Sorry, Rachel Harris, but My Super Sweet Sixteenth Century did not have to repeatedly mention that Cat Crawford uses an iPhone. Sometimes specific details are not a good thing.
6. Time jumps/Flashbacks
Similar to duel narration, time jumps and flashbacks are not always successful in Young Adult literature. Most of the time, they just get on my nerves and confuse me about what is going on. Time jumps into the future are the worst because they prove that the main character survives their adventure. There goes all of the suspense.
Sorry, Karen Healey... but When We Wake's pointless and unnecessary time jumps into the future did not add to the story line in the slightest. The changes in time actually gave away silly things, like the fact that Tegan Oglietti manages to escape her enemies.
7. Cheating in relationships
This may seem cliche, but I like it when books end with a Happily Ever After moment. The girl and the guy should end up together. That's just how books work. They make you feel good about the world. Therefore, when there is cheating involved in a relationship and it is doomed to fail, I feel sad as a reader. The only time that cheating should be allowed in books is if that is the main subject.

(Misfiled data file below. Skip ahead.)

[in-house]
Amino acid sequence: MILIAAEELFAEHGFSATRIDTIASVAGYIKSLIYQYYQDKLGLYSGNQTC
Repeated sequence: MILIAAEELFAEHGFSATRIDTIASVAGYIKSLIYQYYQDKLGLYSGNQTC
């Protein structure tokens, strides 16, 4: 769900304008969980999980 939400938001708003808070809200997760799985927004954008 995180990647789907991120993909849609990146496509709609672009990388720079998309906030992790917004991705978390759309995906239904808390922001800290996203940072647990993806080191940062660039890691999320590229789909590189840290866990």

Sorry, Lindsey Leavitt... but Going Vintage would have been so much better if Mallory had gone vintage without being cheated on by her scummy boyfriend. I enjoyed reading this book and even included it in a Back-to-School Books post, but sometimes I wonder if Mallory would have still had her adventure if she was not going through a break-up.
8. When the main character is not the same gender as the author
No matter how much we try, girls cannot understand the minds of boys, and visa versa. Authors should not even bother to try what the entire world has failed at. If I read a book that is about a male character but is written by a female author, I can immediately tell because the boy does not sound realistic.